This background of the Blanchard Boat Company was written by Stephen Wilen, co-author, with Norman C. Blanchard, of Knee-deep in shavings: Memories of early yachting and boatbuilding on the west coast:
In 1905, Norman J. (N.J.) Blanchard (1885-1954) teamed up with his friends, Dean and Lloyd Johnson, to open Johnson Bros. & Blanchard boatyard at the former oxbow of the Duwamish River, near what is now South Hidalgo Street. It was from this yard that the 100-foot motor yacht Helori was launched in 1911 for O.O. Denny. Designed by N.J.'s friend, L.E. (Ted) Geary, it was at that time the largest motor yacht built on the west coast. In 1915, after underbidding a job, the yard went broke and closed.
N.J. eventually went to work at the large Skinner & Eddy yard, and after saving enough money, he opened the N.J. Blanchard Boat Company on Lake Union, at the foot of Wallingford Avenue North. It was at that location that the 63-foot schooner Red Jacket, also designed by Geary, and still a popular feature at many classic yacht gatherings, was built.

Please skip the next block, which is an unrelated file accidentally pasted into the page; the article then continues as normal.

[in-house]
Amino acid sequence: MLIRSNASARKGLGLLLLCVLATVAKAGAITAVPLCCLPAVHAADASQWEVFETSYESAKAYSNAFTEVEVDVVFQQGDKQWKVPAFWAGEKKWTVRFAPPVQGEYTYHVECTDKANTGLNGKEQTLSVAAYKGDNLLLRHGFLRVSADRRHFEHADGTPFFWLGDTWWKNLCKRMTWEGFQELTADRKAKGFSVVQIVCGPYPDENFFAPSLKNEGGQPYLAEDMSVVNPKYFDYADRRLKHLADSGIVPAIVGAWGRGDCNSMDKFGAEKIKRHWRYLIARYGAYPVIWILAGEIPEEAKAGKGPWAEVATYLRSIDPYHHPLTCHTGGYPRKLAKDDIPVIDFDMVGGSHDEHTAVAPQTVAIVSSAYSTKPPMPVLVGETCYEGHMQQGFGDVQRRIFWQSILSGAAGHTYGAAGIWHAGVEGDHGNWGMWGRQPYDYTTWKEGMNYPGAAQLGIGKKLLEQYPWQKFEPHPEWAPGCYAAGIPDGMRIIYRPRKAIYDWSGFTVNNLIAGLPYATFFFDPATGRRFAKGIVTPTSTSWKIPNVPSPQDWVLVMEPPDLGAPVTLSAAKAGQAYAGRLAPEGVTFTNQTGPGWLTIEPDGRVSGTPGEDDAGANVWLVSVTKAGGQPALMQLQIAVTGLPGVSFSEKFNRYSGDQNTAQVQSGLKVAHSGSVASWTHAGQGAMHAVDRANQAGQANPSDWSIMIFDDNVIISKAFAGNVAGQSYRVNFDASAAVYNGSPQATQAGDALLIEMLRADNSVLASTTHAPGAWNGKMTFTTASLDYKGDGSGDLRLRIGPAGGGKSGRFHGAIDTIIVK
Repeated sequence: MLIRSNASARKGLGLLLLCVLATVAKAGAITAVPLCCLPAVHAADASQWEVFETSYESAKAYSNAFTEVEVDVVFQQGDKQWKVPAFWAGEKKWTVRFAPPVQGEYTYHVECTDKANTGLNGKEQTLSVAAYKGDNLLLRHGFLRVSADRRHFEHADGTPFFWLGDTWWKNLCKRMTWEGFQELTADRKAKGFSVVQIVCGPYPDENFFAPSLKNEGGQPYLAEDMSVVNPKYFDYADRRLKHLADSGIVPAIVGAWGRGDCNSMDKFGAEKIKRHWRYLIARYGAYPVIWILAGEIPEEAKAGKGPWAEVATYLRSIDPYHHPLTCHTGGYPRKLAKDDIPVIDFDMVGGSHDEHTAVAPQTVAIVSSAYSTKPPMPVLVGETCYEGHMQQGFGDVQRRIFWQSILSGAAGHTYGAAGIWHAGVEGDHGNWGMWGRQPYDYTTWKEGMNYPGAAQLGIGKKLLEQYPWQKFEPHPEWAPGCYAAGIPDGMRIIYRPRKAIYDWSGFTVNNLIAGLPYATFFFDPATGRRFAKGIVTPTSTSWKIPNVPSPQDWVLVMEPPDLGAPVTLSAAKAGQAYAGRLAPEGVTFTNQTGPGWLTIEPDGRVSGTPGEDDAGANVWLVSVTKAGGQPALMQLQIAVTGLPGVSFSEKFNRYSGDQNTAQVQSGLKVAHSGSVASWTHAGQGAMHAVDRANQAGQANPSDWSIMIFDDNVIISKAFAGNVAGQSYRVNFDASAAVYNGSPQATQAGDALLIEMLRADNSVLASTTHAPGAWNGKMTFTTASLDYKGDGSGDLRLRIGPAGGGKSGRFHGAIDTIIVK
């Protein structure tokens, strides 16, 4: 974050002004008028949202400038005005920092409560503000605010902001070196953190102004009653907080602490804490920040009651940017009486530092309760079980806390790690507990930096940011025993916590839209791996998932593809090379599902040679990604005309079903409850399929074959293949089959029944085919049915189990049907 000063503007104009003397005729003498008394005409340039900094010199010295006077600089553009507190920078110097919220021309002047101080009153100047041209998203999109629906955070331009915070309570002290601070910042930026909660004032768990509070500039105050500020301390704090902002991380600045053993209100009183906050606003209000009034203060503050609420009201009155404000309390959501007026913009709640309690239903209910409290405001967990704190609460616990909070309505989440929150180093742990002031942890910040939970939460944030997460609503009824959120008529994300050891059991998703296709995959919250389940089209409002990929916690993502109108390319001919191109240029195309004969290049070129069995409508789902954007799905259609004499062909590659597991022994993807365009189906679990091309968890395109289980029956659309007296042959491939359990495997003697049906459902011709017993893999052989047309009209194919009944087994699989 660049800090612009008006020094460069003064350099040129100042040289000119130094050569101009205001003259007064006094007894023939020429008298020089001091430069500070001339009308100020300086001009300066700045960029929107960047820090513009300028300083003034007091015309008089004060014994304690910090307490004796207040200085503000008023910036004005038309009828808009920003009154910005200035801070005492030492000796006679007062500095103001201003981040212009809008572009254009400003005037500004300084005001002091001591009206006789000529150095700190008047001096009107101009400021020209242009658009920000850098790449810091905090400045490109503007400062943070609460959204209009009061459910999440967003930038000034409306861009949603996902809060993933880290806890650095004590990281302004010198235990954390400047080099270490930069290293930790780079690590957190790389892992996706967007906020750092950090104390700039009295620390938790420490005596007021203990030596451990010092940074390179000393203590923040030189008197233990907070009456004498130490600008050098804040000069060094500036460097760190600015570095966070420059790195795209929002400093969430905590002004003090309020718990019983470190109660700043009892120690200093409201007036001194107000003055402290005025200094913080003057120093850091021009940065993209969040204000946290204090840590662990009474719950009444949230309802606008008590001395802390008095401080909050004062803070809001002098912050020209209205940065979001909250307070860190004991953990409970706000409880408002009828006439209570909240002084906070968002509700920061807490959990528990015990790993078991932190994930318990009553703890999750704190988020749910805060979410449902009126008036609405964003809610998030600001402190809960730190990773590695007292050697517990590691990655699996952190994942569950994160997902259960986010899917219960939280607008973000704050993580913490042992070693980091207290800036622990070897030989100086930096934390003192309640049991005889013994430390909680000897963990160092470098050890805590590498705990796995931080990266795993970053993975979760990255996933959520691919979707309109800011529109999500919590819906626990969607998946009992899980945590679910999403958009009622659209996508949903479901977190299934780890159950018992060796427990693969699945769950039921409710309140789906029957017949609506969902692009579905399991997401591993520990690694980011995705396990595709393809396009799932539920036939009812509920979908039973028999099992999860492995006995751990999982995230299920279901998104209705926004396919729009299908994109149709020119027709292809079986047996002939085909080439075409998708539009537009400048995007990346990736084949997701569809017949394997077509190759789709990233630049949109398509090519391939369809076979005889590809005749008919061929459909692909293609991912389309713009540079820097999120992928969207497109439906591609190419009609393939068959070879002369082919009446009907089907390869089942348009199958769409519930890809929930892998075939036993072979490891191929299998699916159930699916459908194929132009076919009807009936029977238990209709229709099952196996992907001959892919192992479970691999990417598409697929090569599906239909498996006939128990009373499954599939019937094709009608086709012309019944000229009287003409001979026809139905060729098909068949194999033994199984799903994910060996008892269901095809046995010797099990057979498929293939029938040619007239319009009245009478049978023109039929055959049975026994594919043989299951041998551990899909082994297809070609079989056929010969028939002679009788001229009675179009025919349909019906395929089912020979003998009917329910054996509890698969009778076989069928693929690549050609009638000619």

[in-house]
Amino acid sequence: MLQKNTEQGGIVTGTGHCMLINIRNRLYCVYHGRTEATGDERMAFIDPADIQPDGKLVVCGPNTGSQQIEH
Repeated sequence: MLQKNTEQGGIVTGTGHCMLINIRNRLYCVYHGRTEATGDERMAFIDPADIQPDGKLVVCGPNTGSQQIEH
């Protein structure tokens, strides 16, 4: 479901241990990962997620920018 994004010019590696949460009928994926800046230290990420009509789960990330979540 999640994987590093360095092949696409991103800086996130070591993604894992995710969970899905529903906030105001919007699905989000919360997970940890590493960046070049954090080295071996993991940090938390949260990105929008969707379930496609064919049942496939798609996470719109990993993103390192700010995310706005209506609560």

Following a fire in 1922 that destroyed the Blanchard yard, N.J. rebuilt at 3201 Fairview Avenue East. It was at this location that many of the production sailboats, including Star Boats, Flatties (also known as Geary 18s), and the still-popular Junior and Senior Knockabouts were built, as well as numerous one-off designs. Production motor yachts built include the 36-foot standardized raised deck cruisers, several of which are still beautifully maintained, and custom yachts, such as the Geary-designed, 100-foot Malibu of 1926.
Following N.J.'s death in 1954, his son Norman C. Blanchard (b. 1911), who had worked alongside his father most of his life, succeeded as head of the yard. The shift in pleasure craft by this time, however, was toward fiberglass, and much of the work done at the yard in the 1960s was repair work. After over 60 years of operation, in 1969, Norm Blanchard sold the yard. The final tally totals almost 2,000 boats constructed, including sail and power, commercial and pleasure. That many of these boats are still in use by proud owners is testament to the excellent workmanship of the Blanchard Boat Company.
Ad from Pacific Motor Boat, June 1922: